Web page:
"I highly doubt you will find neighbourhoods willing to embrace densification if they do not see the anticipated benefits and affordability," he said. "[People will ask] 'Why are we densifying if this is just going to be purchased by speculative investors and prices are going to be jacked up so local residents can't live in any of it?' " "It's not about 'anti-supply' or 'anti-densification.' In the context of where you have speculative investment, it is, 'How do you sell this?' But pro-supply groups say land-consuming detached housing is a major barrier to affordability. Fifty-seven per cent of the city's land mass is zoned for onefamily dwellings, according to housing analyst Andy Yan (it should be noted that the overwhelming majority of houses are used to house more than family, so "single family" is a misnomer).

Even UBC economist Tom Davidoff, who supports rezoning, didn't sound confident at the debate that affordability for the average-income earner would be on the menu.

Instead, Mr. Davidoff saw foreign wealth, when it was at its peak, as a boon for the economy and a way to get money out of the land and subsidize housing for locals. He also said a market flooded with multifamily housing would result in lower prices, and even if only high-income earners could afford it, that's better than nobody.

And because of the NDP government's new tax measures, which were partly based on a proposal put forward by a large group of local economists, including Mr. Davidoff, there's now more money on the table for locals.

"If somebody from overseas wants to buy a condo and leave it empty, good for them," he told the audience, made up of young people in the development industry. "They are going to pay 20 per cent up front in [foreignbuyer] tax, 1 per cent for the city's empty homes tax and 2 per cent for the provincial speculation tax, so on a $1-million condo, they are going to pay $200,000 upfront and $30,000 a year for an empty box. That's a great deal for the city. ... So the beauty of the new tax regime is, regardless of what was driving things, what's the objection now to getting more affordable stuff built? If people want to pay us taxes for nothing, great.

"I just don't see a loss in adding multifamily, especially if the city [increases] community amenity contributions while doing approvals."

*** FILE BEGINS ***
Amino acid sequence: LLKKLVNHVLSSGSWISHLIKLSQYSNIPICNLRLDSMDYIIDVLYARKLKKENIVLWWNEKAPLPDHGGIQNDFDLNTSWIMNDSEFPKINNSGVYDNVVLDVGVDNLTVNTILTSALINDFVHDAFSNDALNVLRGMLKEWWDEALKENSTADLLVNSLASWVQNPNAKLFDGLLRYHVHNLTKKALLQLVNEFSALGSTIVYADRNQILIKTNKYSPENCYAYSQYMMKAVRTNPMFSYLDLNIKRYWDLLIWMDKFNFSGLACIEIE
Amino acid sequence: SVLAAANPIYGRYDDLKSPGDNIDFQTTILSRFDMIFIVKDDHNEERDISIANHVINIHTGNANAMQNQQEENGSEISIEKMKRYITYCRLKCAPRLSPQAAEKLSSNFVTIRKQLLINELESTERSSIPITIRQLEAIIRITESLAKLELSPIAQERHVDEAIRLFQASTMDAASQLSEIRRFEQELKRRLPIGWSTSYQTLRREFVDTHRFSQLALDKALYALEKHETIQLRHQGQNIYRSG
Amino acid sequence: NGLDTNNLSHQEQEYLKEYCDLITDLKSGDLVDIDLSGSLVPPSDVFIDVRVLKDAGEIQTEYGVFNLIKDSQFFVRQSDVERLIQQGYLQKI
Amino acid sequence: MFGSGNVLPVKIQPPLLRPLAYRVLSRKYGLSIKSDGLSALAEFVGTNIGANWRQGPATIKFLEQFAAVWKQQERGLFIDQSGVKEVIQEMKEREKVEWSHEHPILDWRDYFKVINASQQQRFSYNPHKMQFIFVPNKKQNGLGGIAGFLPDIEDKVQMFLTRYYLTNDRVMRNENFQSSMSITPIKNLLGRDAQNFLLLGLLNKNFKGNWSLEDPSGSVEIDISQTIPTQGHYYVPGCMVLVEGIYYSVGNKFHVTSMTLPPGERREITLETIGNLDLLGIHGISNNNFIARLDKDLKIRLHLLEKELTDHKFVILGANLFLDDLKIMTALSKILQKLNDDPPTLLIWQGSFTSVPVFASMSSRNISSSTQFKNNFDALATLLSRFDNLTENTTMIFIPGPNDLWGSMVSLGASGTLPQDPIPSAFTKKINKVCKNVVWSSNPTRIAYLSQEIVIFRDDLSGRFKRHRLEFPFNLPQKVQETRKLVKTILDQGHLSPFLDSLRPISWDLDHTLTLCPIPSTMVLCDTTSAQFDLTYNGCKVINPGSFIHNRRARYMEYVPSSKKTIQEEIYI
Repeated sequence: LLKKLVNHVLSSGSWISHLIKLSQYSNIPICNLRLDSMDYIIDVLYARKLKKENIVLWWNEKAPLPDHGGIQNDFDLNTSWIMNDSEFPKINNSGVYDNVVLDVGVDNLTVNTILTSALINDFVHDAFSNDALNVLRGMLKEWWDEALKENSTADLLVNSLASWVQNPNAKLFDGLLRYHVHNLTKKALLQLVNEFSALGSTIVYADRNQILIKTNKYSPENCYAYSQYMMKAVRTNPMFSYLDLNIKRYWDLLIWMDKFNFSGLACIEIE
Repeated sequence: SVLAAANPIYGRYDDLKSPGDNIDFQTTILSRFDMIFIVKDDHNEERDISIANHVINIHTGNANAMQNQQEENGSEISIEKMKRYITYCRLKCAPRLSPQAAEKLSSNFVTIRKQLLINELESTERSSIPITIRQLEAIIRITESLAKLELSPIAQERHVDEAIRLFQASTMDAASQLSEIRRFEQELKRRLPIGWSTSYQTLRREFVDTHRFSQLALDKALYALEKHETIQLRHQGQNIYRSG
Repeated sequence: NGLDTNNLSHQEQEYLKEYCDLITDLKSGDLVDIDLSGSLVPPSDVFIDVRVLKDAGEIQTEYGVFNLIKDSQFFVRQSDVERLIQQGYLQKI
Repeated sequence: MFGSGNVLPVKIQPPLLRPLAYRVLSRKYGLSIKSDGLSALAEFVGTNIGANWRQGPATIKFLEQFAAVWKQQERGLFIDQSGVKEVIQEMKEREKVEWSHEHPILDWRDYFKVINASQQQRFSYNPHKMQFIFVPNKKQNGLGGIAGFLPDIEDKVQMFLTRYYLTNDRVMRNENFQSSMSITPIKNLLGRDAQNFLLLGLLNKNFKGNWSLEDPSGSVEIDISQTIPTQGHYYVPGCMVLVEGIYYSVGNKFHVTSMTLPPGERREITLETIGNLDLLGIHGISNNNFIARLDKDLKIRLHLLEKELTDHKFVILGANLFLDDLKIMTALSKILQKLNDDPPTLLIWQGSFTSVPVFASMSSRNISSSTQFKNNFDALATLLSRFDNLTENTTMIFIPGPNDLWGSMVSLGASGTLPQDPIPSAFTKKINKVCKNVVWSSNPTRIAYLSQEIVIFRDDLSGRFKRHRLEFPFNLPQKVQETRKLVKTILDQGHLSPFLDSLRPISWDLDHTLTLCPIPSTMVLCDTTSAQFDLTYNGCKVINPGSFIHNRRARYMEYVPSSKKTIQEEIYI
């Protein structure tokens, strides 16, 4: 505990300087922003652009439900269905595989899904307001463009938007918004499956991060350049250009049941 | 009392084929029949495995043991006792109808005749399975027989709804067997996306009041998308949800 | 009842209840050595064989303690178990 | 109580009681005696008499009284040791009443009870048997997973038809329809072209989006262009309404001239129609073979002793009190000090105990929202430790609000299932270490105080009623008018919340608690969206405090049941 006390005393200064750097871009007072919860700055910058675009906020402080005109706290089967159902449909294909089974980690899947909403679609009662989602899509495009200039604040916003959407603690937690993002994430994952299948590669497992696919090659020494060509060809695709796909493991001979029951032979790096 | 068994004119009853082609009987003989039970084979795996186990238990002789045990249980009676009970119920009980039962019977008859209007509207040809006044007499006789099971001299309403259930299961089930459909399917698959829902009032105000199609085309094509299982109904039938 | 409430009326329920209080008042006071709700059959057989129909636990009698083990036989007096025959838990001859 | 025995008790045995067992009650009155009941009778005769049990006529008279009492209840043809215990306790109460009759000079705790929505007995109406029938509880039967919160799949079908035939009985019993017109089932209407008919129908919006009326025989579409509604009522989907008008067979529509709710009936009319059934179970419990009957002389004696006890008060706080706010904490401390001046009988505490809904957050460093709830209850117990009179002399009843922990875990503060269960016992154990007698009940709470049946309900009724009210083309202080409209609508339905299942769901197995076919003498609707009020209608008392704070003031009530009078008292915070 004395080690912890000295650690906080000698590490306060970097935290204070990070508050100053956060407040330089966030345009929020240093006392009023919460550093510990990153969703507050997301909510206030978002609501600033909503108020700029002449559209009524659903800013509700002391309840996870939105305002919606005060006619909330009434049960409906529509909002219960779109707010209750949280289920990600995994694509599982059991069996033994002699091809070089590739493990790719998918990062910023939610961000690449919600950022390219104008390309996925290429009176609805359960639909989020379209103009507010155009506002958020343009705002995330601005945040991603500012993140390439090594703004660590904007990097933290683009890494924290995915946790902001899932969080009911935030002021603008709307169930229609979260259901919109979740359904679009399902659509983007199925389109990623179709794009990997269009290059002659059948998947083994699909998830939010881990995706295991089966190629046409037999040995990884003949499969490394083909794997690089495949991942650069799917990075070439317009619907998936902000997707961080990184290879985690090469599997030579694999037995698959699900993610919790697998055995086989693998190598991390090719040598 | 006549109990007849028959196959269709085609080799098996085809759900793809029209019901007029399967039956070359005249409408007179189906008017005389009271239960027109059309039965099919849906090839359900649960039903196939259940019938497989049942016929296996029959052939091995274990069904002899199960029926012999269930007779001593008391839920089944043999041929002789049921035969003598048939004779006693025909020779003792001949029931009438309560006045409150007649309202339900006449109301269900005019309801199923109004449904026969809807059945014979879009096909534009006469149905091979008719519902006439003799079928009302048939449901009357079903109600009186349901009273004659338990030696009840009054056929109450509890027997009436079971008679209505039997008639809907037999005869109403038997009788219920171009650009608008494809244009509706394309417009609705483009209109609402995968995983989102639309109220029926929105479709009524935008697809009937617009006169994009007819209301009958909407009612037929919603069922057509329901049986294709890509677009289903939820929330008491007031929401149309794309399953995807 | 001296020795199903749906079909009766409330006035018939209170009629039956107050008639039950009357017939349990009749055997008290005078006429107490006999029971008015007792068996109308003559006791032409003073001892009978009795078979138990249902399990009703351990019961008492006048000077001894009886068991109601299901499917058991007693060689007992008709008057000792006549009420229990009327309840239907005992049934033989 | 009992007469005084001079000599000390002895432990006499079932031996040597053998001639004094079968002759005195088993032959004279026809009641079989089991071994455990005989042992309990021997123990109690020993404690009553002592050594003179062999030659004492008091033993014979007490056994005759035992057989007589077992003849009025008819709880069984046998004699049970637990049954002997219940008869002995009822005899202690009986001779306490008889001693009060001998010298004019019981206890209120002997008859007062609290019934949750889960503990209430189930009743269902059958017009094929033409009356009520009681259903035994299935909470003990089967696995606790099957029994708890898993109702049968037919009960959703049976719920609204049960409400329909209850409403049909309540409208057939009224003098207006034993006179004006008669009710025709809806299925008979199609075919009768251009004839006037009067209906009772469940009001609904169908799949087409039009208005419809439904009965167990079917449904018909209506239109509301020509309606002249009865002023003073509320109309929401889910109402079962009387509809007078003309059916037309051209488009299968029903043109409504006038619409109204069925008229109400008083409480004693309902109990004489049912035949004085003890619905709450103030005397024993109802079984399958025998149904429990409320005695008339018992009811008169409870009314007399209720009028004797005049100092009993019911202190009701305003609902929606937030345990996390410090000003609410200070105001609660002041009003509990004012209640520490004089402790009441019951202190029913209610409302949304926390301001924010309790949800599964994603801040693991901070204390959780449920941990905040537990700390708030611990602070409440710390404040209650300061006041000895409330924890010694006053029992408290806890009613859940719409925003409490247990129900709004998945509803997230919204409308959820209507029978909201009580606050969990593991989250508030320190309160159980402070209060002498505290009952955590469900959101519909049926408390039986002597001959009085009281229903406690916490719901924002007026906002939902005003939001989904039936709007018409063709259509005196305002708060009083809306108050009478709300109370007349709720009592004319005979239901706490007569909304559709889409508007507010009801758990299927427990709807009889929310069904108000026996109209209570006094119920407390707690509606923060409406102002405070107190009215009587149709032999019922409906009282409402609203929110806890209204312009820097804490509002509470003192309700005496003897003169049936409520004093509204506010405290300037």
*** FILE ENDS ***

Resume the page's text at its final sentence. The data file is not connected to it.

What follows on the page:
Mr. Rose asked: "Is the purpose of densification to increase tax revenue or to provide affordable housing to local residents?" And Mr. Gordon later said: "You can sell off Vancouver and all the land to wealthy buyers - but will you get affordability?" In a follow-up interview, Mr.

Gordon said we would need a policy framework that captures some of the profits ("land lift") that would result from blanket rezoning - in the form of community amenity contributions, for example. Otherwise, land owners, realtors and developers would simply pocket the substantial gains and create housing that remains out of reach for locals.

He cites redevelopment of detached houses into major projects along Cambie Street, which are unaffordable for most locals.

"There are people who own 20 detached houses on the west side who are tapping their fingers, waiting for municipal governments to [rezone detached houses], on the basis of affordability, when it won't generate that," Mr. Gordon said. "We need to be very, very cautious about rezoning single-family detached areas."

Mr. Gordon suspects that the development industry is behind a lot of the talk for more supply.

Last fall, UDI chief executive officer Anne McMullin called for municipalities in the region to remove single-family restrictions, for consumers and developers.

And Mr. Gordon notes that there is a civic election coming up, and people are pushing their agendas.

"They are trying to rezone Vancouver and they are trying to do it without the proper mechanisms for land lift in place, and it will not generally deliver affordability as they maintain it will," he says. "This is a concerted effort on the part of the development industry and associated industries and speculators, to try to make a big windfall profit.

"There needs to be a bigger conversation about what kind of a city do we want to be. Do we want to be a highly dense city like Singapore or Hong Kong? Or do we want to preserve the livability of the city and not try to cram tens of thousands of people into a small amount of space? For obvious reasons, the development industry wants the highrise strategy."

Associated Graphic

A house waits to be demolished in East Vancouver in November, 2015. A UBC study suggests it would take 168 years for the energy-efficiency gains of a newly constructed single-family house to make up for the negative environmental impact of the materials used in construction.